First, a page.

Re-envisioning
Kirkham Heights

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Taking Stock of the Planned Kirkham Heights Redevelopment

Hoodline by Walter Thompson

May 2, 2015

On Thursday, the San Francisco Planning and Urban Research (SPUR) nonprofit organized a tour of Kirkham Heights, an 86-unit apartment complex in the Inner Sunset that was built in 1950.

The plan has been generating intense local debate after it was announced last fall and as outreach rolled out over the winter. We decided to tag along to hear about the latest, and to see if we could talk to nearby residents. Here’s what we came away with.

Representatives of site owner Westlake Urban walked attendees through the 6.35-acre property to visualize proposals for transforming it into a 460-unit developmentwithout significantly increasing its footprint. The tour was co-presented by the San Francisco Housing Action Coalition.

Kirkham Heights “was built for people who drove up to their homes and drove out,” said Naomi Porat, co-founder of project development management firm Transform Urban. “Now, we’re reorienting it toward community.” The project is still in its early stages; pending environmental reviews and city approval, construction is at least two years away.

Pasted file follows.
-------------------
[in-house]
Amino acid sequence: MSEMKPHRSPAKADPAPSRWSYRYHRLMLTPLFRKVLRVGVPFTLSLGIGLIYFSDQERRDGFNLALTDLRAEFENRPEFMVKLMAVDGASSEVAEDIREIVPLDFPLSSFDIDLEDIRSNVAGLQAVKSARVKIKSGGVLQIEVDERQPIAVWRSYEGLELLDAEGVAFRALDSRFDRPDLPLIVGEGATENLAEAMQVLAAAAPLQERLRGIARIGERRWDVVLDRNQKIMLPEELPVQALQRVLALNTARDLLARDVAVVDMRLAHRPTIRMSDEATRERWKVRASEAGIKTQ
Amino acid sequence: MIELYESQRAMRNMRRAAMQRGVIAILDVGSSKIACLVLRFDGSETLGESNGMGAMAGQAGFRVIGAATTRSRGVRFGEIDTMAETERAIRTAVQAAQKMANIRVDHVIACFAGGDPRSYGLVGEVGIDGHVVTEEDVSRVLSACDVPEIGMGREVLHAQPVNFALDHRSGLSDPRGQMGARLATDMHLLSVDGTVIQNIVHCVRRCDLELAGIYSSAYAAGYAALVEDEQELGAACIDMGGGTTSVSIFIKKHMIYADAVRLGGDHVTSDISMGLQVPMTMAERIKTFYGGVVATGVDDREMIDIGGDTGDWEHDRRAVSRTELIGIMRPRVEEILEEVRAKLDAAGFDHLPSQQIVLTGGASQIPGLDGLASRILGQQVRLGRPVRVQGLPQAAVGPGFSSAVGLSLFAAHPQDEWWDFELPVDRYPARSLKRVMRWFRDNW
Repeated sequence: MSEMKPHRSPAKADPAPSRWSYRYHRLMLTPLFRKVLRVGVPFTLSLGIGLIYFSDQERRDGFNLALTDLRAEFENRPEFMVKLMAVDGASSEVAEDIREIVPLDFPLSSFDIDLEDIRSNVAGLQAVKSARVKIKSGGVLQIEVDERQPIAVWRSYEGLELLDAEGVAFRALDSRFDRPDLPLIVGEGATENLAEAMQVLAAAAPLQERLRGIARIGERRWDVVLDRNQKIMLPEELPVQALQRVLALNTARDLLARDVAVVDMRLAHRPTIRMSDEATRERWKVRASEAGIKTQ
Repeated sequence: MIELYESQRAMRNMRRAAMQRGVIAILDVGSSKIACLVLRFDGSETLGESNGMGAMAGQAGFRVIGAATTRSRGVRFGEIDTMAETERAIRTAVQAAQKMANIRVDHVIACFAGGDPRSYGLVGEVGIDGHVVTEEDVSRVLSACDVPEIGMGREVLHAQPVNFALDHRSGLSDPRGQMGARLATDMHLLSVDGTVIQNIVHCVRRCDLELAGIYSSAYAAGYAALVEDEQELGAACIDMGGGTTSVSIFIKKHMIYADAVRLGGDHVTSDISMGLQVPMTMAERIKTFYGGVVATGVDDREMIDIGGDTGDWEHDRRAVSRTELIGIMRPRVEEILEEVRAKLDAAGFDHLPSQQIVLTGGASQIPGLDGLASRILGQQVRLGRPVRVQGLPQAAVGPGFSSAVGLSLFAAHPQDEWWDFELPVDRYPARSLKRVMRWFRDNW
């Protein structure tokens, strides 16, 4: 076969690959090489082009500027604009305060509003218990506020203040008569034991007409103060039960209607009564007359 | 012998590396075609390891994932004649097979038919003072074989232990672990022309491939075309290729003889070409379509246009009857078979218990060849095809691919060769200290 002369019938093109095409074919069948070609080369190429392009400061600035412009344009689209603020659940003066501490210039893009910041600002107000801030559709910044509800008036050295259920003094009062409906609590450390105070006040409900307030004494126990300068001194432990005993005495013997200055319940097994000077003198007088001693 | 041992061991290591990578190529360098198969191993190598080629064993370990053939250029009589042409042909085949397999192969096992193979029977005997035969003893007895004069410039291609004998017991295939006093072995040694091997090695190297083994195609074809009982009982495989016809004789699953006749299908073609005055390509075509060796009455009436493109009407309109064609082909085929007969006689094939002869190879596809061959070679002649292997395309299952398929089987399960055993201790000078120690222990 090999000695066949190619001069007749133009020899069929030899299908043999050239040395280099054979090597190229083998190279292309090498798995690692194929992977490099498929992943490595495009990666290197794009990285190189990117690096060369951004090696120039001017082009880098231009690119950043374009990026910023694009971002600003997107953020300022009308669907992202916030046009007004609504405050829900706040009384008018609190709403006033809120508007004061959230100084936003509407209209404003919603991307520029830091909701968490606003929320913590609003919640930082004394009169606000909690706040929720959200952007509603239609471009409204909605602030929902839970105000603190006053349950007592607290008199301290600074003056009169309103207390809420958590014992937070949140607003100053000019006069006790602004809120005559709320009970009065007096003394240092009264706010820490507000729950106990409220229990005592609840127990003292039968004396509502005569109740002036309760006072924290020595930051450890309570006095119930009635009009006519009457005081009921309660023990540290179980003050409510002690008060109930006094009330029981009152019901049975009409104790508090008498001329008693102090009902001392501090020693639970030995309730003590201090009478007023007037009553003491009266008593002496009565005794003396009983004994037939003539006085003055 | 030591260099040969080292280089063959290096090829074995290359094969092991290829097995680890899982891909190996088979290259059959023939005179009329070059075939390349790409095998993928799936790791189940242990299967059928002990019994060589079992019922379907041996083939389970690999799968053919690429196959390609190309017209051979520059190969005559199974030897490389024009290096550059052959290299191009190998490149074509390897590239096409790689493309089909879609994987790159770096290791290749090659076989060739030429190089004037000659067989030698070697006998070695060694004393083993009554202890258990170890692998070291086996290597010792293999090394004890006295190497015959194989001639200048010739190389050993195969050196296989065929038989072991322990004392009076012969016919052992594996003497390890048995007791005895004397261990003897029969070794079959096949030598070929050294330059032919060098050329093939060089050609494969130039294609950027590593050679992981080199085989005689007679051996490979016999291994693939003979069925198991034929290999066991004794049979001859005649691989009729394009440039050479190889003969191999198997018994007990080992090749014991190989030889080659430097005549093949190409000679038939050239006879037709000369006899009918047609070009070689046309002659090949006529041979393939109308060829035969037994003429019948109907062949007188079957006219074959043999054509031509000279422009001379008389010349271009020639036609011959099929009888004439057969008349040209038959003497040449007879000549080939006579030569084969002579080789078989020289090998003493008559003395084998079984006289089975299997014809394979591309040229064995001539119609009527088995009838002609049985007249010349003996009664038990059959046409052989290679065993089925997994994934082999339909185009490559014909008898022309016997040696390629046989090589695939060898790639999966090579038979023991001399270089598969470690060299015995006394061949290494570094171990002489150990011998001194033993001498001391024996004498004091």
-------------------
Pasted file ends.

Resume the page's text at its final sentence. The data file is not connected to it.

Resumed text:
Today, the development is built into a steep hillside that abuts the west slope of the Mt. Sutro Open Space Preserve. Participants who walked or biked up the hill for Thursday’s tour showed clear signs of exertion; plans call for the hill to be substantially graded to promote walkability and make it ADA-compliant.

During the tour, Gaye Quinn of Westlake Urban shared an anecdote about a resident who’d once broken her leg and and had to scoot up stairs backwards. “We’re transforming a site that is not wheelchair-accessible, where people cannot age in place, to a site that will be completely wheelchair-accessible,” said Porat.

Carports are a major architectural feature at Kirkham Heights, but the new site will have .5 parking spaces per unit. “It’s not just about having less parking, but all of the programmatic elements that are part of being able to make less parking work,” said Porat. The developer plans to add secure bike storage along with bike- and car-sharing services.

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